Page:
Perfume Reviews

Reviews of Tabu by Dana

Total Reviews: 82
I had an ah-ha moment when I tried vintage Tabu for the first time. Suddenly Youth Dew, Opium and Coco made perfect sense---they were descendants of Tabu. Perfumer Jean Carles approach seems based on the premise that if the oriental genre is built from forceful materials and ferocious tones, why disguise it with tassels and trim? Why try to tame it?

Tabu backs up its vaguely threatening name with a strapping, seductive fragrance. It's an intimidating perfumes. The combination of aggressive, spiced florals and powdered leather is just one example of the hard/soft conflict seeded throughout Tabu. (Spoiler alert: the hard edge always wins.) Tabu investigates olfactory extremes without dicking around with the comfortable center. Vanillic amber oriental perfumes often dive straight for the soft middle ground and wind up a bit eye-glazey. The trap for the perfumer is emphasizing coziness at the expense of spine and coming up with olfactory comfort food.

Tabu’s dense powdery opening is in fact sweet but it’s a red herring. As the sweetness of the topnote settles, the acerbic edge of the spiced resin accord comes forward to create a fascinating counterbalance. The powder lasts well into the long-arc heartnotes and the way that it’s cantilevered off the bitter base of resins focusses attention more on texture than aroma. The cinnamon-clove spices have a similarly tricky balancing act. They alternate between hot and cold without ever dwindling to lukewarm. Carles seems willing to concede the aesthetic middle ground, finding more value at the ends of the spectrum. Tabu is technically an oriental but had as much in common with the big tobacco and leather perfumes of the 20s and 30s as it did with the recumbent Shalimar. No fear of lack of spine here.

Jacques Guerlain’s Shalimar is considered the superlative oriental perfume, and for valid reasons. It has superior form and elaborate, sophisticated style. It also has a larger-than-life Auntie Mame quality. Next to Shalimar's layered, accessorized style, Tabu cames off as starched and corseted. Carles’ style was less opulent than Guerlain’s but not a bit less complex. Carles differed from Guerlain in that he found that the richness of the oriental was not in the drape but in the tailoring.

02nd March, 2018
Wowsers! In high school there was a rubric by which you knew what kind of girl you were/were dealing with: girls who *wouldn't* wore Chantilly or Love's Baby Soft, girls who *might* wore Ambush or Woodhue, while girls who *did* wore Tigress or Tabu.

Tabu was and still is a highly provocative perfume. Wear it with caution and little else!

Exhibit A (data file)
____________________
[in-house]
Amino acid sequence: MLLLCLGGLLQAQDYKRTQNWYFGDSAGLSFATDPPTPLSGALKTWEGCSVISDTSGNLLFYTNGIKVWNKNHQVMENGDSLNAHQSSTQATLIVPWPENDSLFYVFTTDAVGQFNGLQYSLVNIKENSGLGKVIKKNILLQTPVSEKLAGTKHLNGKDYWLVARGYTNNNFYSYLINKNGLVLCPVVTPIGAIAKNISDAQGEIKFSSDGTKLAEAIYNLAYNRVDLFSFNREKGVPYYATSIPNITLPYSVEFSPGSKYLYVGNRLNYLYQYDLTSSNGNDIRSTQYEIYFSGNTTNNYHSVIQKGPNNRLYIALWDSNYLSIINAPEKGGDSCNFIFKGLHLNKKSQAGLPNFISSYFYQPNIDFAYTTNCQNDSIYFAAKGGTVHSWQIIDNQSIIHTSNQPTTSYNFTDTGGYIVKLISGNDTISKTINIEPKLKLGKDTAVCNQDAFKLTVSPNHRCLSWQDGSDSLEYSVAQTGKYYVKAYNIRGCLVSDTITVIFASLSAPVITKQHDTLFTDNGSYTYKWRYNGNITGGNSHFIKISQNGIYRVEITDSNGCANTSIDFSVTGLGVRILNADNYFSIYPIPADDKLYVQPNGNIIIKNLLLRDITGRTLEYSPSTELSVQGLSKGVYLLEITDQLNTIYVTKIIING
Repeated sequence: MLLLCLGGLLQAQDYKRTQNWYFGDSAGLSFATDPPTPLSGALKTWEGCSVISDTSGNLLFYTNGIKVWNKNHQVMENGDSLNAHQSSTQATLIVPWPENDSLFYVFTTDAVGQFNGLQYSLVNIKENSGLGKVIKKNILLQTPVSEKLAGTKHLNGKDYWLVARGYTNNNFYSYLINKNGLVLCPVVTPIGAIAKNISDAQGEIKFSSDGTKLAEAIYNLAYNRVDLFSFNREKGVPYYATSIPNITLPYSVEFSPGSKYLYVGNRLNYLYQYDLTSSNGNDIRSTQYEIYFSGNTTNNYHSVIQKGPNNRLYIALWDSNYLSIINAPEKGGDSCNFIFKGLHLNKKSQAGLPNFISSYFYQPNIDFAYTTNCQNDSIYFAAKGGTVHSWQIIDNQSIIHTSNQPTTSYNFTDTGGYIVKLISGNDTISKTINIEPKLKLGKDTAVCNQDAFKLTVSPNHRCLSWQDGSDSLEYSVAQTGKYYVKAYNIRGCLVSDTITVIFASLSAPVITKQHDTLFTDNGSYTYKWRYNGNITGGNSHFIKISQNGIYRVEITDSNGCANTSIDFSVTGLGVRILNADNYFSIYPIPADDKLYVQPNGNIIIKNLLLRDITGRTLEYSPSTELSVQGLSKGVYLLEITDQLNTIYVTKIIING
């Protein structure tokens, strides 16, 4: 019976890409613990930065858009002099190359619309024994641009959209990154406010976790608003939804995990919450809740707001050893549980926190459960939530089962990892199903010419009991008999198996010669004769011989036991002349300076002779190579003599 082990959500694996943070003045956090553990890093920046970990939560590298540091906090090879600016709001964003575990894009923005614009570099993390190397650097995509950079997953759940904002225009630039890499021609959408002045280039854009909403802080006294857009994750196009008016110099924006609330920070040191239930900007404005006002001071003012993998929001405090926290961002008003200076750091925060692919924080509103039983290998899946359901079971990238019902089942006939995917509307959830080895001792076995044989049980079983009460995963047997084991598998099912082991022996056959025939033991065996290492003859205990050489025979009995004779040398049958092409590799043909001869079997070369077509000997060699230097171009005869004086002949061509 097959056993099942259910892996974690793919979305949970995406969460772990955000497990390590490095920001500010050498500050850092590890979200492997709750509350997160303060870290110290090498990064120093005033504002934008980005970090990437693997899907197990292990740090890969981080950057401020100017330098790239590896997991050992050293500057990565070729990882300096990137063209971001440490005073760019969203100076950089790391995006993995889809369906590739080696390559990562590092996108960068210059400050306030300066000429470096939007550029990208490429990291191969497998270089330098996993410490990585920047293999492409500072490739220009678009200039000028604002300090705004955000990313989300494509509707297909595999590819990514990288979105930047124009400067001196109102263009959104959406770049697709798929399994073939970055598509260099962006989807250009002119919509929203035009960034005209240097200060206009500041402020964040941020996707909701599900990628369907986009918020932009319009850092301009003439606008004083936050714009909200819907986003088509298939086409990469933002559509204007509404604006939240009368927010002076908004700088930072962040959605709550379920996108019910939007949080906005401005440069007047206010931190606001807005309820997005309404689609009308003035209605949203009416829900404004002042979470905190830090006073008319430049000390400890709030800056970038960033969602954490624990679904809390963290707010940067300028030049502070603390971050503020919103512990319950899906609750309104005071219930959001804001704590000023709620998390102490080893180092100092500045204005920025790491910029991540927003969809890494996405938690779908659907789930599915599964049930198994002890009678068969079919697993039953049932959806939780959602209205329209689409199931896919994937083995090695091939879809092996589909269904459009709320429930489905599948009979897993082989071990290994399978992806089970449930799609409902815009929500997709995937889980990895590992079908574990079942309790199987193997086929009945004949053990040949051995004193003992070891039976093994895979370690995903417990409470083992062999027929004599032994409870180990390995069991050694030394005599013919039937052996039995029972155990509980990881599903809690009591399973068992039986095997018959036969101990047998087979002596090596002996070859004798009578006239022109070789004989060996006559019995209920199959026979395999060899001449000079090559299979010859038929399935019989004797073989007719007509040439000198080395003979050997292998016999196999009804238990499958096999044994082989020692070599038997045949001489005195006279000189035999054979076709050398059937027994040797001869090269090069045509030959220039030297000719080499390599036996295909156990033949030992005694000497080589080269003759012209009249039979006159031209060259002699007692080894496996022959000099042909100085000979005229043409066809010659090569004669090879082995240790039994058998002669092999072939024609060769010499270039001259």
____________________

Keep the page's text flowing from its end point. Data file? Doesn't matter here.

01st October, 2017
I’ve avoided this for years, for various reasons, largely because of my husband, as it has bad associations for him. There are good associations too, but the bad outweigh the good. The good: his mum, who is an awesome lady, used to wear it all the time (and very occasionally will still wear it now), however on her it’s really quite sweet, and she tends to douse herself in it. The bad: a lady with whom he used to work, and whom he loathed (with good reason), tried hitting on him a couple of times. She used to drench herself in the stuff, so he was really, really rabidly anti-Tabu for a loooooong time. I wasn’t bothered either way myself, so I bypassed it and haven’t tried it for at least a dozen years. And yes, there was a teensy bit of perfume-snobbery too – partly because of the lady from his work (she really was a heinous witch) and I didn’t want to smell like her, but partly because here in Australia it’s more often than not on the “$10 and under” table at chemists everywhere, so I equated ‘cheap’ with ‘nasty’; again, more of an association thing rather than outright dislike, as I hadn’t smelled it in years and wouldn’t have known it if it had come up and bitten me. I can’t quite figure out why Tabu gets such a bad rap here in Australia, but it does. Anyhow, after reading the reviews on this website, and seeing various comparisons, I thought I really should give it another go. So when I was out at the shops earlier, I spritzed some on from a tester and waited to see how it went. I’m so glad I did – this is lovely! This is all musky spice on me – I get a lot of clove from this, but thankfully it’s not as burny on my skin as some other scents that contain clove can be on me. I get the orange and the amber as well. We have these lollies here called fizzy cola bottles – this makes me think of them. It’s a good thing, so don’t worry – maybe this is the root-beer smell people are referring to? I can’t say as I can’t think of a root-beer equivalent here in Australia (ginger beer or sarsaparilla maybe?), but I do like it. I now have a tiny bottle, which I picked up at K-Mart for $11. I think layering this with a vanilla scent (such as Reminiscence Vanille) or, as someone suggested elsewhere, a musk (like Jovan), would be rather nice. Three hours on and it had settled into a softly spiced creamy powder. Eight hours on and it's still there, but softer and still lovely. Definitely glad I have this in my stable. And my husband hasn’t commented on it – I deliberately marched past him a bunch of times after I’d re-sprayed from my bottle, and gave him kisses, and he hasn’t spontaneously combusted (phew!), so hopefully he’s over his anti-Tabu phase! I’m not gonna tell him I’ve got it either – I’ll just wear it and see what he says if he notices it ;)